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  6.  4
    Rethinking the Regulatory Triggers for Prospective Ethics Review.Carl H. Coleman - 2019 - Journal of Law, Medicine and Ethics 47 (2):247-253.
    Under the Common Rule, federally-supported activities involving human participants are presumptively required to undergo prospective ethics review if they are “designed to develop or contribute to generalizable knowledge.” However, the “generalizable knowledge” standard is inherently ambiguous; moreover, it is both over- and under-inclusive of the type of activities that warrant prospective ethical oversight. Rather than conditioning prospective ethics review on an ethically irrelevant criterion like the generalizable knowledge standard, this article proposes that prior ethics review should be required when some (...)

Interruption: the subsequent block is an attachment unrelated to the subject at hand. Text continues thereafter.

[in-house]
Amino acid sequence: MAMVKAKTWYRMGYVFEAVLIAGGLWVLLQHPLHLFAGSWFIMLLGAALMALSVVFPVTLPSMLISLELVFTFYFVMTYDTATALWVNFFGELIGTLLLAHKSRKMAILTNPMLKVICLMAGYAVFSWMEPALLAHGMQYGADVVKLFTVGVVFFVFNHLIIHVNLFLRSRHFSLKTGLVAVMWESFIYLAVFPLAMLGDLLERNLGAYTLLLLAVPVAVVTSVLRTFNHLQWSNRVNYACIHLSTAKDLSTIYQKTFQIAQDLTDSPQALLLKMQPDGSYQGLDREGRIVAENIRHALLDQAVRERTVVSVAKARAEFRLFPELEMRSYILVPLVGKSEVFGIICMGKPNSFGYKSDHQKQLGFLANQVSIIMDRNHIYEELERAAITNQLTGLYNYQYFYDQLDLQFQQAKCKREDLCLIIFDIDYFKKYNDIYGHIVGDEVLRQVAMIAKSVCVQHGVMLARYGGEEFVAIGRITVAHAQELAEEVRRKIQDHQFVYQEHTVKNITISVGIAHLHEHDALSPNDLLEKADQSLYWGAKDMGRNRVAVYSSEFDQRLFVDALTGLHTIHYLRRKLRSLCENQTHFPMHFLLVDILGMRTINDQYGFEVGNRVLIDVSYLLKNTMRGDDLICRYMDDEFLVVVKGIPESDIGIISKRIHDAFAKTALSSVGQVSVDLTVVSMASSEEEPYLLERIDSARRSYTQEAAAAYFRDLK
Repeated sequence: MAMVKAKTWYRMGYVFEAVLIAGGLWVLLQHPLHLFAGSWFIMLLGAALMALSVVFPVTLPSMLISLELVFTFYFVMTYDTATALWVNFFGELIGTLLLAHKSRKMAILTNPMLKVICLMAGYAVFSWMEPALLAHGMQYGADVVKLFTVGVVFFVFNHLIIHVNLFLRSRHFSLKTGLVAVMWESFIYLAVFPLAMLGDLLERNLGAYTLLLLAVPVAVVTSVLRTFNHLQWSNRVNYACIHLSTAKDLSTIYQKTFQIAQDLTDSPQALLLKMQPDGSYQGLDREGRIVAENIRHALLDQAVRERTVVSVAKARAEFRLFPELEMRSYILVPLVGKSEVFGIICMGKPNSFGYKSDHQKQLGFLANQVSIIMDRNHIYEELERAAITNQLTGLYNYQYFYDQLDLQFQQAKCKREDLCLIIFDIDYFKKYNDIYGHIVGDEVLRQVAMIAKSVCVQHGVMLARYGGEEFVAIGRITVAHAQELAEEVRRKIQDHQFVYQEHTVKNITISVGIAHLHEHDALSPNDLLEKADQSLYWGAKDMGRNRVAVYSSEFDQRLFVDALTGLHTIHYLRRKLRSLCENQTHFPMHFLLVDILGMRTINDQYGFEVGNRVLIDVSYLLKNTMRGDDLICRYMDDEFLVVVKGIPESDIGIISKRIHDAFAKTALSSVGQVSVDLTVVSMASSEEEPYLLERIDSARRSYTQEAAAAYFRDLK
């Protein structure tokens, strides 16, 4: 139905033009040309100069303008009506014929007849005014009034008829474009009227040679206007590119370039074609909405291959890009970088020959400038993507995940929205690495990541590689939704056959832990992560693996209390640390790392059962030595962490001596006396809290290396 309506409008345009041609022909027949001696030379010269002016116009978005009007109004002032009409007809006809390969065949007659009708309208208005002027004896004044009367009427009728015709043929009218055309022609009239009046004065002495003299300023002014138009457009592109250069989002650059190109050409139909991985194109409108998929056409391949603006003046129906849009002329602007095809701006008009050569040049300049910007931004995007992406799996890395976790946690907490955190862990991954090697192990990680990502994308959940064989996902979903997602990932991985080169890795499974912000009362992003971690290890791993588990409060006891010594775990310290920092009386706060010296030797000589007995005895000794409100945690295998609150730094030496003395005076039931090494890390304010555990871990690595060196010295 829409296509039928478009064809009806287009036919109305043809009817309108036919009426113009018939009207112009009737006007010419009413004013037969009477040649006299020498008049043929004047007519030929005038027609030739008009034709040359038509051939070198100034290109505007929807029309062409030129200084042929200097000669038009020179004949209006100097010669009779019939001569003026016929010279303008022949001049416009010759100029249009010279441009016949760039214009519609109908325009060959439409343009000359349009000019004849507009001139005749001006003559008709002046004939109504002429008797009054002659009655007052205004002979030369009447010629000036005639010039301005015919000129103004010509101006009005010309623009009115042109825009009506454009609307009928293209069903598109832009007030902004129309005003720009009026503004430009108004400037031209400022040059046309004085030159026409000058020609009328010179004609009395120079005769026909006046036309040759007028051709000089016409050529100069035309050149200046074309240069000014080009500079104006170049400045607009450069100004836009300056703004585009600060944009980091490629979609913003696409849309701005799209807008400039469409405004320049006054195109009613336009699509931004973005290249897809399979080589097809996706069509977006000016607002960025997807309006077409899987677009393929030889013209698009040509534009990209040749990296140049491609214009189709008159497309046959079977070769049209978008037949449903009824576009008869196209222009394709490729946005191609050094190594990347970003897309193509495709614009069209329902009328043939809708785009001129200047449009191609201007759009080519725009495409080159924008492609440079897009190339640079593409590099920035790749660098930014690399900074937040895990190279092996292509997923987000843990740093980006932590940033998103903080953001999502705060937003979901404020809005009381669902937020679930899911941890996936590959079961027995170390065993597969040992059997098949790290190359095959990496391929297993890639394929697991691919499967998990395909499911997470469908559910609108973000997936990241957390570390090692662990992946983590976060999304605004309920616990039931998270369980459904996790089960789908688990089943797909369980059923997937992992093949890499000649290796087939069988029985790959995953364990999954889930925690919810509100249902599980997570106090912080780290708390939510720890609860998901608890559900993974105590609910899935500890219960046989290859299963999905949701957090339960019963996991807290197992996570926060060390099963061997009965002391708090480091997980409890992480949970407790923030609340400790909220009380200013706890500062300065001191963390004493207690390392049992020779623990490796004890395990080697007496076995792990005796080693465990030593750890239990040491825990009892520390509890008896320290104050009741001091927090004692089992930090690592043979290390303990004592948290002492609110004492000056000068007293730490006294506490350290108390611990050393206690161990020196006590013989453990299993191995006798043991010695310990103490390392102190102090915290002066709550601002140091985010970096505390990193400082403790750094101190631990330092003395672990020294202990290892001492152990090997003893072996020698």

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  7.  17
    The "Disparate Impact" Argument Reconsidered: Making Room for Justice in the Assisted Suicide Debate.Carl H. Coleman - 2002 - Journal of Law, Medicine and Ethics 30 (1):17-23.
    In “Should We Impose Quotas? Evaluating the ‘Disparate Impact’ Argument Against Legalization of Assisted Suicide,” Ronald Lindsay argues that it should make no difference to the debate over legalizing assisted suicide whether the risks associated with legalization would fall disproportionately on the poor, people with disabilities, racial minorities, or any other especially vulnerable social group. Even assuming such an inequitable distribution of risks would occur, he maintains, attempting to avoid such an outcome is not a good reason to deny assisted (...)
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  8.  17
    Toward Evidence-Based Conflicts of Interest Training for Physician-Investigators.Kate Greenwood, Carl H. Coleman & Kathleen M. Boozang - 2012 - Journal of Law, Medicine and Ethics 40 (3):500-510.